2. Around 70% of fatalities potentially involve situations where warnings of situational awareness could have contributed

  3. In terms of injuries in construction, WorkScreen believes around 10% of injuries may have hearing as a contributory factor


Hearing and Site Communication

This definition of a banksman demonstrates the central role hearing and communication play in the construction industry:

A Vehicle Banksman will be the eyes and ears of the crane or truck driver and make sure any manoeuvres they make are safe and don’t put the driver or anyone else in danger.

Productivity & Errors

At its very worst, a mistake in construction can mean injury or death. Fortunately, it is more common for mistakes to cost a little individual time to correct, although every site manager has an example of an error that spiralled into something significant in terms of time and money – potentially running to millions of pounds. Hearing loss can contribute to accidents and mistakes through fatigue or a communication problem.

So while the nightmare scenario of a serious accident is increasingly rare, the effects of NIHL hearing loss go right to the bottom line on a daily basis through absenteeism or mistakes on the job.


Tender Requirements, CSR & the Law

The UK is a global leader in health and safety culture, which means leading construction specifiers such as Bloor, Midas, Persimmon and more increasingly expect and demand their contractors to demonstrate alignment with the relevant health and safety regulations as a precondition for doing business. SMAS Worksafe exists to manage this essential supply chain.

SMAS Worksafe Advice

SMAS Worksafe Guidance for the H&S Policy and H&S Policy Statement – Responsibility and Arrangements

  • The organisation is expected to document and implement an appropriate health & safety policy.

  • The Responsibilities section of the policy must list the personalities with specific health & safety duties within the organisation.

  • The Arrangements within the Policy should be appropriate and applicable to the organisations activities and undertakings.

The Control of Noise at Work Regulations 2005 – Regulation 9 Health Surveillance underpin this requirement

If the risk assessment indicates that there is a risk to the health of his employees who are, or are liable to be, exposed to noise, the employer shall ensure that such employees are placed under suitable health surveillance, which shall include testing of their hearing.


Sources of Noise in Construction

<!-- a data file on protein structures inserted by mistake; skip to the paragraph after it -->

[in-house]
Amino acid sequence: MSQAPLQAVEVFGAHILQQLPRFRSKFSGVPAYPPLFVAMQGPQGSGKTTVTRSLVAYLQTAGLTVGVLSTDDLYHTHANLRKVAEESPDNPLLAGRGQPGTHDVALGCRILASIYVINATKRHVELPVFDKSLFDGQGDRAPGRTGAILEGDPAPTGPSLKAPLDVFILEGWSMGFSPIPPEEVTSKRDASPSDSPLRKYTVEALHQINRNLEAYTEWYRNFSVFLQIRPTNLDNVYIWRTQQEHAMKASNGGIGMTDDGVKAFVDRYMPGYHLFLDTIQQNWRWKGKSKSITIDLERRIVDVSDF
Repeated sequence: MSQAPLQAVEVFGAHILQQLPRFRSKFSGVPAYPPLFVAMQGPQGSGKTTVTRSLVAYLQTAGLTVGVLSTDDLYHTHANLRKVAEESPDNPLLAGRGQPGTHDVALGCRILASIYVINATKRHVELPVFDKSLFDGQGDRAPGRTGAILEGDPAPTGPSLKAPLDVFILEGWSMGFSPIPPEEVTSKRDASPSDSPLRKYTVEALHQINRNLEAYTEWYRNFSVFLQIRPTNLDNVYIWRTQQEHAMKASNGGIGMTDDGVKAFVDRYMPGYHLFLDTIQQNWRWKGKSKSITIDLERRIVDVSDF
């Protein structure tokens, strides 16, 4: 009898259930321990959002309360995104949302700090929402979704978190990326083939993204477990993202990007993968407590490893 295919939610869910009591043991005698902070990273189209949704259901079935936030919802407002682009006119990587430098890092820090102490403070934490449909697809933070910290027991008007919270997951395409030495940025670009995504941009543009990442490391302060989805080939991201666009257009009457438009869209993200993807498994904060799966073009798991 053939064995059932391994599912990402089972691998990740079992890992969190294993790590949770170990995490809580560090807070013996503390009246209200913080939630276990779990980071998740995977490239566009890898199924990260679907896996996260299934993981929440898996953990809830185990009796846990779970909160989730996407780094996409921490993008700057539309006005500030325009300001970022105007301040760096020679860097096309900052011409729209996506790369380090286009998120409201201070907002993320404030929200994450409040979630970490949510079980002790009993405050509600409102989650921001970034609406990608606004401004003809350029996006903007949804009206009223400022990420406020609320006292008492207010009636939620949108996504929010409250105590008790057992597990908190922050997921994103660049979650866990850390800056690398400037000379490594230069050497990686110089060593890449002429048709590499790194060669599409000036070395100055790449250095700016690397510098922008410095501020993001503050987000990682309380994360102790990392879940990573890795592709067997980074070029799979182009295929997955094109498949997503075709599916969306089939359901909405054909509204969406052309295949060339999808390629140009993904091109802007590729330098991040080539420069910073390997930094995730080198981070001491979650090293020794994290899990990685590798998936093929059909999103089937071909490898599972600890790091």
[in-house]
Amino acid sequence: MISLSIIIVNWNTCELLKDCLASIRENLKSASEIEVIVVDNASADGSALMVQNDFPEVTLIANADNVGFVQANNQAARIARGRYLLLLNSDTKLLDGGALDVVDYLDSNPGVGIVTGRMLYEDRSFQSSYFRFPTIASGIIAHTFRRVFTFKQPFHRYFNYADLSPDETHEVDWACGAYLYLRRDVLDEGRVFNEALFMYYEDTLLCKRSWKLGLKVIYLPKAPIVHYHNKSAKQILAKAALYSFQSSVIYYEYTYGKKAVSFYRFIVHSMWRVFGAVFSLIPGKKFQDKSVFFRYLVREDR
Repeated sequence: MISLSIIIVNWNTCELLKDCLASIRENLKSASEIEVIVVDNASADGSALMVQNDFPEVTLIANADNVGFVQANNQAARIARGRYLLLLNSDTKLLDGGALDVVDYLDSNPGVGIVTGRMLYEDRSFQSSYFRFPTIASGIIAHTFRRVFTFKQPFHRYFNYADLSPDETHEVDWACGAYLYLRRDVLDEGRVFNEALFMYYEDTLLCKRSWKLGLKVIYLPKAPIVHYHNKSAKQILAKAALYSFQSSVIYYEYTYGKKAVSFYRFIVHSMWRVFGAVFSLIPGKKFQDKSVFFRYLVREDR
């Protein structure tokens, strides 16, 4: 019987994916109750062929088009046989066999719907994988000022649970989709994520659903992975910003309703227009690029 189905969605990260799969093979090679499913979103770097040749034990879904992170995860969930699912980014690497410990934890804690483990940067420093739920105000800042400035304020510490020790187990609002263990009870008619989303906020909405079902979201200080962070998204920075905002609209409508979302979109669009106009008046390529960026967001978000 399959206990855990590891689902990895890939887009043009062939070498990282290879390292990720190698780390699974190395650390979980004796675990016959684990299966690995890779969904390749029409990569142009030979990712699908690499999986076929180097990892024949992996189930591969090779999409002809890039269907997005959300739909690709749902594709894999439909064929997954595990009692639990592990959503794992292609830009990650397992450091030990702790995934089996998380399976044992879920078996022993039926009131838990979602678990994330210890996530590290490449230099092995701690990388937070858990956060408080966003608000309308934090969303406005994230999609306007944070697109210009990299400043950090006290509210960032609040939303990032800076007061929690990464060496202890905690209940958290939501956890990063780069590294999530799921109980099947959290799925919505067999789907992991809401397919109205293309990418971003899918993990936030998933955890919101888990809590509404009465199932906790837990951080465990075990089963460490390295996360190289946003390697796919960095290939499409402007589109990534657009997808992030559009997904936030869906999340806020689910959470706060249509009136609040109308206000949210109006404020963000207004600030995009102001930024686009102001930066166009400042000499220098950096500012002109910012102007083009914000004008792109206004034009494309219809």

Construction and building has a complex mix of noise sources and reverberant environments – often in close proximity. Particularly relevant are hand tools/power tools and specialist plant, where operators are in contact with the work piece – potentially for many hours a day – e.g. carpentry, earthworks, piling etc

  • Specialised machinery – pumps, boring, mixing

  • Handtools – saws, hammers, files etc

  • Powertools – drills, power saws, grinders, nailguns

  • Music – loud playing music can add to the noise environment and duration

  • Heavy plant – tracked vehicles, engines and general noise

  • Specialist machinery – boring, mixing, air compressors all create high levels of noise

It is also key to consider other contributory factors concerning noise on building or construction sites:

  1. Location and environment – empty buildings and hard surfaces (e.g. concrete) cause reverberation which contributes to the environmental noise floor, effectively creating a positive feedback loop of increasing noise

  2. Noise from colleagues and tasks in the same space

  3. Sudden extreme noise – accidents and mishaps on site can create EXTREME noise that could permanently damage hearing.


Challenges specific to construction

Besides the sheer diversity of activity & sources of noise, the construction sector faces a unique combination of challenges for health and safety – and hearing - which have traditionally made it challenging to address NIHL and H&S on site. WorkScreen clients have turned to us to flexibly address the issues below:

  • Subcontractors & contractors: Specialist staff and contractors require protection like any other workers. However, since surveillance is the responsibility of the employer there is an opportunity for considerable confusion around the arrangements, even if there is general agreement that hearing tests are essential for on-site safety.